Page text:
“Oh, don’tcha know it’s 104 degrees, eh!” the retired mountain biker mentioned as we stood beside my broken-down Jeep. I knew it was hot, but that hot? My cell phone was rendered useless so I was wondering if she meant Celsius? I thought I was in the “Great White North” of Canada, eh? I was beginning to wonder if this was some kind of nightmare and then…
Whoa, Nellie! I think I got a bit ahead of myself. Let’s start from the beginning.
I booked a shoot with a luxury American trade publication called “Hearth and Home” and was asked to go to Canada to photograph the owners of a store in Leamington, Ontario, that sells lovely fireplaces, hearth ovens and barbecues. Sounded simple enough to me. Fireplaces and barbecues and hearth ovens, I got this!
The photo gods of Canada must have been thinking, “Why did they not hire a Canadian photographer, eh? Let’s play!”
Play they did.
There are two ways to reach Canada from the United States border in Detroit: the Detroit-Windsor Tunnel or the Ambassador Bridge. Hmmm … if I choose the tunnel, which goes under the Detroit River, there is not much to see and I start to get a little loopy from the exhaust fumes and then I realize that water is no longer my favorite thing to play in. Hence, I chose to cross on the Ambassador Bridge. I highly recommend this way to travel to Canada as you can see a wonderful view of the skyscrapers of Detroit — if you’re not swerving into on coming traffic while Facebooking or texting.
After crossing the bridge and swerving around a couple hundred semi trucks, I finally was on Highway 3 and heading toward Leamington. It was a sweltering September day so I cranked up the AC, and tuned in 89X. I was thoroughly enjoying the landscape of corn and bean fields and feeling quite relaxed when suddenly I hear ding, ding, DING! HUH? I never heard my Jeep make that noise! I check out the instrument panel. Sure enough: The temperature gauge is past the letter H for overheating. OH, SHIT! Really?
Of course, the moment you see that you pull over as soon as you can. So I did, on a dirt road surrounded by cornfields and a leveled factory of some kind. I popped the hood and noticed that nothing was shooting coolant or leaking. I grabbed the hose from the radiator; it was bloated and making a gurgling sound. CLOSE THE HOOD, DUMMY! If you are overheating and have not yet sprung a leak, at any moment the engine could and you risk having boiling water shooting at your face and body. I realized I needed to call a tow truck and get my Jeep to a garage. At this point the photo gods of Canada were laughing out loud.
I reached in my pocket for my iPhone and realized I didn’t have service. Oh, no! I forgot I never added Canada to my calling plan! No phone, no email, no FACEBOOK? OMG!
Next thing I know these lovely ladies on mountain bikes were returning to their cars parked near my broken-down Jeep after a long ride along some trails around the factory. They allowed me to use their phone to call a tow and to contact the client to say basically, “Well, shit, I overheated and it’s 104 degrees, ya know, and I won’t be on time and we’re in Canada so can’t we just watch some hockey and hit the BEER store and call it a day?”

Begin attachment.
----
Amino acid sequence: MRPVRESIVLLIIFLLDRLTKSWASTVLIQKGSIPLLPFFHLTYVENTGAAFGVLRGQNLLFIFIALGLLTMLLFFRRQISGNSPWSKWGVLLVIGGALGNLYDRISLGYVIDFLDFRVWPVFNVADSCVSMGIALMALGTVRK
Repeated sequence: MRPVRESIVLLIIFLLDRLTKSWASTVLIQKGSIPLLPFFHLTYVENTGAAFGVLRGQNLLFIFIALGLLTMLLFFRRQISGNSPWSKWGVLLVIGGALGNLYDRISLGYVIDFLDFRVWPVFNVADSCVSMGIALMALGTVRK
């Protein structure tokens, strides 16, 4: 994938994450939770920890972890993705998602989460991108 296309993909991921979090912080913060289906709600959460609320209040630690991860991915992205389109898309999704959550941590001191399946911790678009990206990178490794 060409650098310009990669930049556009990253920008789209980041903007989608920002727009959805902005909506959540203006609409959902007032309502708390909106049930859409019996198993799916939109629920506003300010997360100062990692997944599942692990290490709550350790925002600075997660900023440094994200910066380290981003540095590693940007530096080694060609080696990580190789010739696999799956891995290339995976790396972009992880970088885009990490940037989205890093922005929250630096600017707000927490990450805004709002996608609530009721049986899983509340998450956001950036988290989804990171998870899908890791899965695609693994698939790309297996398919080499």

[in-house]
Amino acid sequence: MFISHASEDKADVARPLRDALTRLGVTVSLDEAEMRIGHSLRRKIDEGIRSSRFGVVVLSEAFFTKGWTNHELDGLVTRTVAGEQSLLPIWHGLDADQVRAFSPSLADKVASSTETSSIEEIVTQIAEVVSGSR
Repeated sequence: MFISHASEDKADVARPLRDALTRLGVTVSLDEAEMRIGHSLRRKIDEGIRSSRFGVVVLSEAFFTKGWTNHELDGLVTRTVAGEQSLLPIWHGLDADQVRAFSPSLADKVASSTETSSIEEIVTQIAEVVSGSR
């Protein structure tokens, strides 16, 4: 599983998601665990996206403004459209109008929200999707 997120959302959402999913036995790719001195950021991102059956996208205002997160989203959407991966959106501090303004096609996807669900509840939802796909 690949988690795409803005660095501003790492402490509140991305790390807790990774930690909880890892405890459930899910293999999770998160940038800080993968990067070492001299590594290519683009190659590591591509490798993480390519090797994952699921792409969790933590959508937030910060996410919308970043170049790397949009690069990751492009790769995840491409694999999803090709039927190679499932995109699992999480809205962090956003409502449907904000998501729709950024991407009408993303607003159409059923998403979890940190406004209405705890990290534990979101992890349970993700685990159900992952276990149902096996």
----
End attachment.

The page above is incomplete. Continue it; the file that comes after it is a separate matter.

And this is the moment I thought: “Am I gonna deliver on this shoot or not? Has this ever happened before? WHY NOW?” I closed my eyes, thought really hard about the UNIVERSE and said, “NO WAY.”
The client just so happened to have a store in Windsor, Ontario, as well. They offered to pick me up at the garage where my Jeep would be repaired, grab my gear, and make this shoot happen.
The amazing ladies that helped me went on their way and now I was in the company of myself, my Jeep, the 104-degree heat and the bugs that surround cornfields. I took off my shirt, got a bitchin’ tan and a few bug bites and awaited the arrival of the tow.
It took two hours.
During that time of being alone without a connection to the people of the world made me realize that life is what we make it. I no longer could rely on technology, but only on the goodness of people that I may or may not run into.
In Canada, good people are a commodity. That is the only reason my luck changed.
Another group of mountain bike riders came along and gave me some water, called to confirm my tow, and made me feel better than I do sometimes in the land I call my home.
The Canadian photo gods were like: OK, I’m bored; let’s find something else to do.
Once the tow truck driver arrived, he began to tell me about how the city of Leamington was on lockdown because there was a shooting and the perpetrator was at large. REALLY? “First time ever such a thing happened in Leamington,” he said. After these words, I thought of the American song, “Things That Make You Go Hmmm?”
Next thing I know Canadian Tire is taking care of my Jeep, Tom (the client) took me to his store with my photo gear, and we knocked out a stellar shoot of his family and fireplaces.
When we were done, Tom dropped me off at Canadian Tire to get my Jeep and I proceeded to head back to the States. JOB WELL DONE, I thought as I drove back across the Ambassador Bridge. I could not help but feel a tug on my heartstrings as I left my new Canadian friends behind. Then I thought of the words Tom said as we departed at his store: “Next time you are in Canada, be sure to see me. I owe you a beer and you owe me one, too, on a night when you do not have to hit customs after the brew.”
That is one beer promise I aim to keep.